Thus the film captures to near perfection the whole style and language of the time period. But there are also more serious moments set aside.
A very strong religious theme is suggested, and it’s handled quite masterfully in two ways—in both films. Mannix ponders deeply the direction of his career, as he’s been offered a management position of Lockheed Corporation with the benefits of both increased salary and achieving a regular life with his family since his job hours fluctuate and the children whom he loves, he feels, are not getting enough love from him. To Mannix, the problems of his job are much more difficult than those of family life. He has difficulty discerning what the right thing to do is.
Meanwhile the film within the film likes to make a mockery of itself, somewhat. See, they have a problem with you know who (his name starts with a J, if that helps), and Mannix has to figure out whether or not to show his face. In a meeting with the local clerics, an Orthodox priest states that nothing in particular about the script offended him, but he thought that the chariot race scene was pretty bad.
But what is a bit of a problem is something, apparently, the Coens still haven’t quite fixed, as it’s the same issue that The Big Lebowski had. The main plot itself is pretty straightforward, but it occasionally goes off the rails into subplots that fit into that odd spot of being interesting and where there could probably be more to them but nothing much is done with them and they just end abruptly. The main plot gets easily distracted, and that’s the big problem.
I suppose these issues have always been present with Coen Brothers films—and you could make the argument that some of their films just show it more than others. Hail Caesar! has a lot of wonderful throwbacks to old cinema that will interest people who love the movies and who will get the references and in-jokes, but I think it may alienate the people who aren’t well versed with that trivia—or have not yet watched a Coen Brothers film.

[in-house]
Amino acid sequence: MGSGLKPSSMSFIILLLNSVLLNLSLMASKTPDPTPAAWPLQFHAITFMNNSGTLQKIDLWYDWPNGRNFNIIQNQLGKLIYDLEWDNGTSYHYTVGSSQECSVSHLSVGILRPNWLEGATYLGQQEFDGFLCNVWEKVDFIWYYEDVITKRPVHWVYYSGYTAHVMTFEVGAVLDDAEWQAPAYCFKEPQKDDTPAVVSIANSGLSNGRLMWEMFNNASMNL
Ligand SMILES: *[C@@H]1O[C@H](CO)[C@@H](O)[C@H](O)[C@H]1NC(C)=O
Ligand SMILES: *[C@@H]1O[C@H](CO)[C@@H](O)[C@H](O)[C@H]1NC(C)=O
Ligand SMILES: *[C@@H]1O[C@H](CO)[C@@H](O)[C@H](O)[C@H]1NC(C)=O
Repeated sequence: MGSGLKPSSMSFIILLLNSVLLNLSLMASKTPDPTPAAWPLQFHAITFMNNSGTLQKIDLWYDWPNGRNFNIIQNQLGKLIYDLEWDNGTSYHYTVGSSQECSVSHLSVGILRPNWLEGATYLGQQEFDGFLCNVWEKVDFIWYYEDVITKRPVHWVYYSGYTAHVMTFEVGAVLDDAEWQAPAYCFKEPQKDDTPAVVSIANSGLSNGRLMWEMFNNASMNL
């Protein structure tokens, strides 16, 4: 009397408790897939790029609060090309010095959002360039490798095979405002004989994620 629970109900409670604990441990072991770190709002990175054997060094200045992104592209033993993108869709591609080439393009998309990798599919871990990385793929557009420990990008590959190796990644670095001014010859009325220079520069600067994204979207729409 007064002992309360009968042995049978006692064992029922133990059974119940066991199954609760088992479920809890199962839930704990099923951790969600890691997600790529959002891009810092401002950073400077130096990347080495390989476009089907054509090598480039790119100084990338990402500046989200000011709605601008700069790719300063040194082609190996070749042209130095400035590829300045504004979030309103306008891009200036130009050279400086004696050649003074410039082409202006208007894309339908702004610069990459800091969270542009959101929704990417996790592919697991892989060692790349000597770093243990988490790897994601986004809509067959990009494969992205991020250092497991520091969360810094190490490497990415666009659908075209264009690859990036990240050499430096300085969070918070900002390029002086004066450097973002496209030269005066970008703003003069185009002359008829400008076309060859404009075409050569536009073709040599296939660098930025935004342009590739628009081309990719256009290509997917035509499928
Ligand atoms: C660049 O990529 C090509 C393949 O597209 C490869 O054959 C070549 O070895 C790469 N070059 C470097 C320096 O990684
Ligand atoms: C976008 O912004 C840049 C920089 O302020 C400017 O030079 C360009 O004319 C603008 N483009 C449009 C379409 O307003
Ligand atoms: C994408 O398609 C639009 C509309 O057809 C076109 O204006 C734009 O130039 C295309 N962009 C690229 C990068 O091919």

The biggest issue that bothered me with the film was that while it was well acted, I didn’t really find the story to be that strong. Don’t get me wrong, it’s interesting, and as I said, there are some things that come out of left field and hit you in the face so hard you’ll laugh just as hard. While the story is in itself interesting and holds potential, not all that much actually goes on. Everything gets thrown out the window rather abruptly in the third act with how the kidnapping plot is resolved. The movie builds itself up and up and then it forgets the climax, as if to say “That’s all folks!” But at least there is the very interesting character that Brolin portrays: something of an everyman who is trying to find his way in life, and trying to do the right thing naturally.
Perhaps there could have been more. Another issue of the film is that the potential for what could’ve been done could have in fact been done, but I suppose understated storytelling is what makes the Coens such a unique pair of directors in the filmmaking world. I suppose the movie will interest the big film aficionados and people who like the Coens, but it might not be for all—which is probably what they wouldn’t want anyway. They’re not like the guys who made Hail Caesar! who seem to be so overwhelmingly emotional. Which movie am I talking about again?